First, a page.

What does the Windrush scandal say about the rights of EU citizens living here?

MOOD music – that’s what the Windrush scandal is all about. And the tunes have been jarring and horribly discordant, until yesterday’s belated apology from Theresa May.

That’s an apology from the woman who lay the foundations for this heartless mess during her tenure as home secretary; the cold-eyed technocrat who introduced the hostile immigration environment.

This is what lies behind the bureaucratic nightmare that saw long-time British citizens in some cases threatened with being deported ‘back’ to countries they haven’t lived in or possibly even visited in half a century.

Mrs Maybe apologised to leaders of Caribbean heads of government and promised that no one would be deported. Here she is in sorry mode: “I take this issue very seriously. The home secretary apologised in the House of Commons yesterday for any anxiety caused. And I want to apologise to you today. Because we are genuinely sorry for any anxiety that has been caused.”

No mention of genuine sorrow for being the architect of this appalling affair – but a solid mention for the present home secretary. Now I don’t much like Amber Rudd, but she is being forced here to clear up a mess of her boss’s making, and that’s never a fair position to be in.

Along with Mrs Maybe’s belated statement of remorse comes further shaming news. We learn today that in 2010 the decision was taken to destroy the landing card slips that recorded the arrival date of Windrush immigrants, dating back to the 1950s and 1960s. This removed the last remaining proof of when a person arrived.

And who was home secretary at the time? Yes, Theresa May.

Mood music again. The treatment of the Windrush generation – something even the Daily Mail today condemns – is alarming EU citizens who live here and have been feeling fearful ever since the Brexit vote.

The3million campaign group represents EU citizens in the UK. Yesterday it met the immigration minister Caroline Nokes to discuss how the Home Office was going to handle online applications for “settled status” after Brexit. It is reported no reassurance was offered over whether EU citizens would ever find themselves in the same position as the Windrush generation.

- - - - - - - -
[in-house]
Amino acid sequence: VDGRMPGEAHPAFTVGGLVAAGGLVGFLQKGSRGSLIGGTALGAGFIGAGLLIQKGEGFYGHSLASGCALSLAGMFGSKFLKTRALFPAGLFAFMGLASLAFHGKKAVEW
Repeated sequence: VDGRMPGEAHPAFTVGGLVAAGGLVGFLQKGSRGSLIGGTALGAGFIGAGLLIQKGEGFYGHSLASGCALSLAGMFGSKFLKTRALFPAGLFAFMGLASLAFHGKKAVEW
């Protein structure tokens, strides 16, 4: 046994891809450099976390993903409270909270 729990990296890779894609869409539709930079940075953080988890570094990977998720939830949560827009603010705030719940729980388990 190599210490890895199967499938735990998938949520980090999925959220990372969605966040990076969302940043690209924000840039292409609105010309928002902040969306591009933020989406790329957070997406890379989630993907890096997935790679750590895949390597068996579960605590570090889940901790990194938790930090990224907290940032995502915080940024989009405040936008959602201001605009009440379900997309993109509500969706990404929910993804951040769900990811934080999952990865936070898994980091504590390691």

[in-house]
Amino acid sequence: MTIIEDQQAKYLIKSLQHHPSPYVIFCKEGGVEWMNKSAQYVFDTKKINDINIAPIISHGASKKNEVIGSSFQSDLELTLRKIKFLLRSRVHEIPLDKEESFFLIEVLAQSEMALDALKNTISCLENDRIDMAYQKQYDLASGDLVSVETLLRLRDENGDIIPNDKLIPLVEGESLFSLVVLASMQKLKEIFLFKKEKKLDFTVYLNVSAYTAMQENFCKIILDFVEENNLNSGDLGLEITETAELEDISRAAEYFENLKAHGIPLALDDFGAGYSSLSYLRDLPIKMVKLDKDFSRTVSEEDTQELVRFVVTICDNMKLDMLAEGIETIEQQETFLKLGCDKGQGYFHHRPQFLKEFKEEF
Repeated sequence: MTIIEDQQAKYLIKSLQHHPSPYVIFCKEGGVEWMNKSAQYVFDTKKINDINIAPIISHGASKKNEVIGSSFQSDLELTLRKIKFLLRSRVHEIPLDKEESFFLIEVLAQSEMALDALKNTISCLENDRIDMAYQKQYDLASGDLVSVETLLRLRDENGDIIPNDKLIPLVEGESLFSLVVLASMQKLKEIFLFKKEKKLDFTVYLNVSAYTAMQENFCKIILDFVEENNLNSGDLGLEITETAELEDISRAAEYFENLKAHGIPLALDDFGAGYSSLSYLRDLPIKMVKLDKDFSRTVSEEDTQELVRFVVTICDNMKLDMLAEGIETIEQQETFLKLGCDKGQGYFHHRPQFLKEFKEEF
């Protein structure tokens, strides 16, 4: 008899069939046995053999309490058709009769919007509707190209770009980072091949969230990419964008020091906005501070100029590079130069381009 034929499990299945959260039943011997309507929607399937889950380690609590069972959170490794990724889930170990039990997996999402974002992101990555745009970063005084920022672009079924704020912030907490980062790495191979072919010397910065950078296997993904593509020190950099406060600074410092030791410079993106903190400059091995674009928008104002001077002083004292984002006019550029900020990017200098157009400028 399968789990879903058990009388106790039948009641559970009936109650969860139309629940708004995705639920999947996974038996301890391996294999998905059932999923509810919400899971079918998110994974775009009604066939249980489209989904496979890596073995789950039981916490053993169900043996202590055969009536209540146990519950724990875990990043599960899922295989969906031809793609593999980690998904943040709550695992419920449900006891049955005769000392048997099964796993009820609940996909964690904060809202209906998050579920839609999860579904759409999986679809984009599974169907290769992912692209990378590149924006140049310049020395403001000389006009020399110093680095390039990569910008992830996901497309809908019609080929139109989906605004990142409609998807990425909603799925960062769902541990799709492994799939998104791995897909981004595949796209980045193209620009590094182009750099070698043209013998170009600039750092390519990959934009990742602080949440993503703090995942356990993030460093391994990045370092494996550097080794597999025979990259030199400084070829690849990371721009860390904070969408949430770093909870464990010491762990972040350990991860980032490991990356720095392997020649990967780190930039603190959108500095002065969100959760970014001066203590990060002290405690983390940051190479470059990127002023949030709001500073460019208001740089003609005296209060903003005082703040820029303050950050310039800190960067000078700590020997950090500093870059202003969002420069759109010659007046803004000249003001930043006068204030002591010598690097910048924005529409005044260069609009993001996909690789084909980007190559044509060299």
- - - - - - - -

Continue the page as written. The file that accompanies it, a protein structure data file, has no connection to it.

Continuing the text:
Surely mostly people must know someone from the EU who is a long-term resident in Britain; someone who plays a vital role professionally and socially in the fabric of this country; someone who adds to what should be a hopeful, inclusive, outward-looking Britain.

We certainly have a friend who falls into that category. And the anxiety caused to her and other such EU citizens working here is another sort of disgrace caused by the mood music on immigration.

Brexit wasn’t meant to be about immigration, but the issue was dragged centre-stage by the usual suspects. Today the Daily Express, chief warbler for the Brexit besotted, lays into former chancellor George Osborne over ‘project fear’, in other words his warnings about Brexit.

“SO JUST HOW ACCURATE WAS PROJECT FEAR THEN?” shouts a headline heralding a bit of an economic upturn.

Somehow the Express forgets to find space for the Global Future think-tank report – the one finding that each of the government’s four Brexit scenarios will cost British taxpayers hundreds of millions of pounds every week.

Sorry to spoil the tattered tea party, but Brexit hasn’t happened yet. In language Express readers may understand, if nothing else Brexit is a wait-and-see pudding. It’s not been plonked on the plate yet. And everyone is still arguing over how to split the bill.

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